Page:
The LER-QI calls for a widespread national and international campaign in support.
The strike was largely ignored by the biggest union federations in Brazil. The CUT, Força Sindical and the CTB— allies with the repressive govermerment of Eduardo Paes in the city of Rio de Janeiro and with President Dilma nationally—did not show the slightest support for the workers on strike.
The unions of the anti-government left, in which the PSOL and PSTU hold influence started to appear only after the fifth day of the strike, and by then the struggle was in serious danger of being lost with the bargaining committee at that point trying to end the strike. The PSOL elected deputies finally made public statements about the strike towards the end of Carnaval, after days of struggle.
This delayed response shows the adaptation of these groups to the calendar of the bourgeoisie and not the class struggle. This unimaginative attitude of the left expresses its adaptation to the bourgeois political regime through the Unions’ bureaucracy regime.Now, the entire left celebrates the maintenance workers strike, trying to present themselves as part of it, when in reality, it was completely absent during its duration.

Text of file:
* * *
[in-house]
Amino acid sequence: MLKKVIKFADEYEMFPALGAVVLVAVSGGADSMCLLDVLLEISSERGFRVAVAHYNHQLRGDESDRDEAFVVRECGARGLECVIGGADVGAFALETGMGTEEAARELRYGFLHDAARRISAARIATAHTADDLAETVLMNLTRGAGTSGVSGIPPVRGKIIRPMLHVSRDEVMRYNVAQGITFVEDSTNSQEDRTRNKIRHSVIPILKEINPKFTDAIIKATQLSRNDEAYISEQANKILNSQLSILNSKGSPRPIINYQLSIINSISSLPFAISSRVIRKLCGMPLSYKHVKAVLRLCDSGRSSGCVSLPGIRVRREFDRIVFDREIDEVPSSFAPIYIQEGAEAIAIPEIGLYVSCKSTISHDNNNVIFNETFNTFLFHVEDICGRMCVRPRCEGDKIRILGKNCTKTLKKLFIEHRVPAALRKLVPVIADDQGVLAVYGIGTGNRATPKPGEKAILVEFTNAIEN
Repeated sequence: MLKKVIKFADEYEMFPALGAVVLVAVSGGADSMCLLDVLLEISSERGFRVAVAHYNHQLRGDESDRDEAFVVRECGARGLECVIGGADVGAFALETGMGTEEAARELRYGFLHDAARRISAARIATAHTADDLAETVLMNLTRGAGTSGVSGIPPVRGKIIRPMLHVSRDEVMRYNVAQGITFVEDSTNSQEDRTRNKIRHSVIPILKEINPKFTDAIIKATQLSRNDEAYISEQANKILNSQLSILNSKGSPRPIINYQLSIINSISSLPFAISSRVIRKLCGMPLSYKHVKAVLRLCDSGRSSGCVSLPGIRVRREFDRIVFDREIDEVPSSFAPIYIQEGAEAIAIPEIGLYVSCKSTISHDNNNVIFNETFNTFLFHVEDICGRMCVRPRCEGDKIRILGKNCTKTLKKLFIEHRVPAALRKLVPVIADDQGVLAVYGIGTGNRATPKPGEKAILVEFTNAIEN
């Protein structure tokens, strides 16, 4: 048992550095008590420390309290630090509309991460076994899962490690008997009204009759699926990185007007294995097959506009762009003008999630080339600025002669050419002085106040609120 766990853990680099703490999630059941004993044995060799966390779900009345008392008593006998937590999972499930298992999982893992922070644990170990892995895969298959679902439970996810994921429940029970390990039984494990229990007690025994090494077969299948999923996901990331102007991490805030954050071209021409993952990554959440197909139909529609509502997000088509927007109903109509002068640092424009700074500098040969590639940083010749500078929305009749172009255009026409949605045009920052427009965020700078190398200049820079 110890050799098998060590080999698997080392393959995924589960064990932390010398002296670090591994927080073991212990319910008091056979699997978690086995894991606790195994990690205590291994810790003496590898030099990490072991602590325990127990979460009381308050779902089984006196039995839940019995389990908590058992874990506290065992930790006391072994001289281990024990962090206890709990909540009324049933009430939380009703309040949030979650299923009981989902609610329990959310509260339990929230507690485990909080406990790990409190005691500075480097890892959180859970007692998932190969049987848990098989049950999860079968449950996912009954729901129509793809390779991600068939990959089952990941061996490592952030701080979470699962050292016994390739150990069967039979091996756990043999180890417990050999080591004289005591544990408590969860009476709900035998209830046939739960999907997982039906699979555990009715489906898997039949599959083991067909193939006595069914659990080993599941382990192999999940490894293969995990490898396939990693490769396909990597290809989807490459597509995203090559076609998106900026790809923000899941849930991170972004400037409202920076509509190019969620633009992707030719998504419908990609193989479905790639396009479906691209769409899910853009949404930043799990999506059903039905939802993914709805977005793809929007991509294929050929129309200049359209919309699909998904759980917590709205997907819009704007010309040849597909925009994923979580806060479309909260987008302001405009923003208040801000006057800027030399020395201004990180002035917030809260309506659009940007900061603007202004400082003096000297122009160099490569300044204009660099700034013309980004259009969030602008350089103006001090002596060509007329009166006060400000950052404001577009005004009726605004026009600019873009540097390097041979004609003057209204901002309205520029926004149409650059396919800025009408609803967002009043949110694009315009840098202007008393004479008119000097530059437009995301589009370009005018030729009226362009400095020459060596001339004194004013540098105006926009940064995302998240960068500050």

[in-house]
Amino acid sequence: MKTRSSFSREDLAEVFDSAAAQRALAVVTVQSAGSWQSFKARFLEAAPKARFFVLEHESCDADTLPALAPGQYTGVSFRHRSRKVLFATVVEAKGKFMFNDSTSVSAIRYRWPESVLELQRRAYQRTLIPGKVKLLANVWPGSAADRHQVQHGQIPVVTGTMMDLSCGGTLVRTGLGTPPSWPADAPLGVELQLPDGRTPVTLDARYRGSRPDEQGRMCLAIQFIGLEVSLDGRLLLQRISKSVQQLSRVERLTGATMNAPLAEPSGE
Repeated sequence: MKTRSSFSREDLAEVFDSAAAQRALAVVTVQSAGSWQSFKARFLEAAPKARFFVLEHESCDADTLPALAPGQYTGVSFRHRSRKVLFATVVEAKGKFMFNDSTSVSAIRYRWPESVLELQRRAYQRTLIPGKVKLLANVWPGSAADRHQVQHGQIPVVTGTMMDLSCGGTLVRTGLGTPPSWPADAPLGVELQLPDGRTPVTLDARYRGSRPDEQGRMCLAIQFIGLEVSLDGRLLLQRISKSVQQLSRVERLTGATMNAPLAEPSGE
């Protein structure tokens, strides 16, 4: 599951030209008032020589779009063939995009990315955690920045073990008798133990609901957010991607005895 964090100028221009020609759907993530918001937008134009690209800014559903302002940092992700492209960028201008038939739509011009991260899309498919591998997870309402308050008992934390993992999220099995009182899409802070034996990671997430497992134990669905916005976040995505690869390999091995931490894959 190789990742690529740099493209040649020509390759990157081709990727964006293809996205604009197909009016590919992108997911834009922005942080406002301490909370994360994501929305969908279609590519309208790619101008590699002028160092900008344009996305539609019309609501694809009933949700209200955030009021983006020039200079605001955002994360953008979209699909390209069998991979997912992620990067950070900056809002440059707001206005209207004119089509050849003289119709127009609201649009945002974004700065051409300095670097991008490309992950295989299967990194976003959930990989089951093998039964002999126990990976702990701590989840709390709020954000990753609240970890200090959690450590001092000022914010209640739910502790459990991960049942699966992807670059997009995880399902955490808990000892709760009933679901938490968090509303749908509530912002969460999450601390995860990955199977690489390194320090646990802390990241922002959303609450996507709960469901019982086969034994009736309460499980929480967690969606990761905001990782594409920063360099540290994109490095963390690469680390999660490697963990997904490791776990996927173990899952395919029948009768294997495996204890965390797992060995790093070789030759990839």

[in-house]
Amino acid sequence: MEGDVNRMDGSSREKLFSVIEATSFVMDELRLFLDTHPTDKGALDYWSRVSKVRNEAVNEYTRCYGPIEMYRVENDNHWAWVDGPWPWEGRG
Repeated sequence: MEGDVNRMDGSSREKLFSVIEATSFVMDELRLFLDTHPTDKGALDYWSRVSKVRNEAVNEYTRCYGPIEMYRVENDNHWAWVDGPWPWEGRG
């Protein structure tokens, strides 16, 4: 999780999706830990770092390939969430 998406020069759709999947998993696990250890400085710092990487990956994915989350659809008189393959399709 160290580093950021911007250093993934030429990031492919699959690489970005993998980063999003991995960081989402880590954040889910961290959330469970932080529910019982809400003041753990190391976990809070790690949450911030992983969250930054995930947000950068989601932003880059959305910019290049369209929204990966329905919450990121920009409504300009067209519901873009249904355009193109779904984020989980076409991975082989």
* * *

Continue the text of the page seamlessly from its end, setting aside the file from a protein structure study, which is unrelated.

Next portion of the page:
We are very proud to had shared, with Juventude às Ruas and the women’s group Pão e Rosas, every minute of this powerful strike and the victory of the workers, from its beginning with the street blockades and demonstrations until its final victory.
We organized campaigns in solidarity in several workplaces, universities and schools, taking photos in support and disseminating them through social media to make the conflict known by everyone. Even the bourgeois press had to acknowledge its importantance for the strike. We organized demonstrations of students and workers in Sao Paulo and Campinas (a city in the state of Sao Paulo)
International support came from the PTS-FIT elected deputies and trash collectors from Jujuy, Argentina. This support was welcomed by the workers on strike and gained huge significance as moral support.
Our humble contribution was helping the garis realize the importance of international solidarity among workers. Proof of this are the pictures taken by the garis showing their support for the aquittal of the oil workers of Las Heras in Argentina, support for the workers of Panrico factory in Spain, and the oil refinery workers of COMPERJ on strike in the state of Rio de Janeiro that has lasted more than 30 days.